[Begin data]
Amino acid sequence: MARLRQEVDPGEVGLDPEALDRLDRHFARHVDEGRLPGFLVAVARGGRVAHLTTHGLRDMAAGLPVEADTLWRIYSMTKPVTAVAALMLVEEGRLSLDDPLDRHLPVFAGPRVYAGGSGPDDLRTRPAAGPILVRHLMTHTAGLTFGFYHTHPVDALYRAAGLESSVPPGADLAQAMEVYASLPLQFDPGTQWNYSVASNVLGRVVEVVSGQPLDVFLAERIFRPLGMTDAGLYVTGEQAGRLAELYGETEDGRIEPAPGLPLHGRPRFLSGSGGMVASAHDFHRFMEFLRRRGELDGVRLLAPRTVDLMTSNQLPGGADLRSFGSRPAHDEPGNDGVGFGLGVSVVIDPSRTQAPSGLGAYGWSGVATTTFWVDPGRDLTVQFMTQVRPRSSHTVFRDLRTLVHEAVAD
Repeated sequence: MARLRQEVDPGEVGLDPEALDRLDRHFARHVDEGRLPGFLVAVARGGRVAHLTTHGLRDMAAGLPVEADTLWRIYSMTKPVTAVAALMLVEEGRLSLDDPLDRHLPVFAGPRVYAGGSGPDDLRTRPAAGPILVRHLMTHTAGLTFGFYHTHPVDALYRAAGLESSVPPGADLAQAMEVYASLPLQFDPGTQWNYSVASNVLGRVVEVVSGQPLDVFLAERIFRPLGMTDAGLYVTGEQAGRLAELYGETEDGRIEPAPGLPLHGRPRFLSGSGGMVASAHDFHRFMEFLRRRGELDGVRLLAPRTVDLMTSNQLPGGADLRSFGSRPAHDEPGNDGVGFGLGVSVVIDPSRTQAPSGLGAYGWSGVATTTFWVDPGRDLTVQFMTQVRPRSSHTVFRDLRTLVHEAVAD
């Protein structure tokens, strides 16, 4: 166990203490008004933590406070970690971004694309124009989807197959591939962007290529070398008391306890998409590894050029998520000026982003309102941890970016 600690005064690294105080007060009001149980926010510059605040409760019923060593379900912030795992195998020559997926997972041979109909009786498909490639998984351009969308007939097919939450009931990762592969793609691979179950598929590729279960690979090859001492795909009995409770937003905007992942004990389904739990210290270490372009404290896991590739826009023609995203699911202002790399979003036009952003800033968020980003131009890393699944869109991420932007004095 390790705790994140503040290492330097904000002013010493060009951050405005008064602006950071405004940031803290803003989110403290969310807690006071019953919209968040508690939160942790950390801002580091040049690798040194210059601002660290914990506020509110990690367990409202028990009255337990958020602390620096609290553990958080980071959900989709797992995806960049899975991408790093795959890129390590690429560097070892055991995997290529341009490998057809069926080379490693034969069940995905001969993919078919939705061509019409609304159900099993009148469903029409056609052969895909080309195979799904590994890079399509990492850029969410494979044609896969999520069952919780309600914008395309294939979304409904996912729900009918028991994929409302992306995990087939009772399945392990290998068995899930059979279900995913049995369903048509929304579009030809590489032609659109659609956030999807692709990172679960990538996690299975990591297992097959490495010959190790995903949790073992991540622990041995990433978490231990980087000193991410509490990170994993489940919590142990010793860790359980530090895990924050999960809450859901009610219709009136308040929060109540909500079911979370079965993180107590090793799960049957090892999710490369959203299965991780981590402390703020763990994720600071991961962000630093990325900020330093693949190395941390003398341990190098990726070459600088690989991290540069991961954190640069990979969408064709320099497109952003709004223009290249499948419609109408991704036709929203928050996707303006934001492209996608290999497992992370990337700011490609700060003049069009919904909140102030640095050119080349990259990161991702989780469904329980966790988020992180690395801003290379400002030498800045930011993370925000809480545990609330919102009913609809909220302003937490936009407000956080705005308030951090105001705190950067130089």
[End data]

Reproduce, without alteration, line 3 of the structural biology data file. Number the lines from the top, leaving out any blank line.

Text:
């Protein structure tokens, strides 16, 4: 166990203490008004933590406070970690971004694309124009989807197959591939962007290529070398008391306890998409590894050029998520000026982003309102941890970016 600690005064690294105080007060009001149980926010510059605040409760019923060593379900912030795992195998020559997926997972041979109909009786498909490639998984351009969308007939097919939450009931990762592969793609691979179950598929590729279960690979090859001492795909009995409770937003905007992942004990389904739990210290270490372009404290896991590739826009023609995203699911202002790399979003036009952003800033968020980003131009890393699944869109991420932007004095 390790705790994140503040290492330097904000002013010493060009951050405005008064602006950071405004940031803290803003989110403290969310807690006071019953919209968040508690939160942790950390801002580091040049690798040194210059601002660290914990506020509110990690367990409202028990009255337990958020602390620096609290553990958080980071959900989709797992995806960049899975991408790093795959890129390590690429560097070892055991995997290529341009490998057809069926080379490693034969069940995905001969993919078919939705061509019409609304159900099993009148469903029409056609052969895909080309195979799904590994890079399509990492850029969410494979044609896969999520069952919780309600914008395309294939979304409904996912729900009918028991994929409302992306995990087939009772399945392990290998068995899930059979279900995913049995369903048509929304579009030809590489032609659109659609956030999807692709990172679960990538996690299975990591297992097959490495010959190790995903949790073992991540622990041995990433978490231990980087000193991410509490990170994993489940919590142990010793860790359980530090895990924050999960809450859901009610219709009136308040929060109540909500079911979370079965993180107590090793799960049957090892999710490369959203299965991780981590402390703020763990994720600071991961962000630093990325900020330093693949190395941390003398341990190098990726070459600088690989991290540069991961954190640069990979969408064709320099497109952003709004223009290249499948419609109408991704036709929203928050996707303006934001492209996608290999497992992370990337700011490609700060003049069009919904909140102030640095050119080349990259990161991702989780469904329980966790988020992180690395801003290379400002030498800045930011993370925000809480545990609330919102009913609809909220302003937490936009407000956080705005308030951090105001705190950067130089």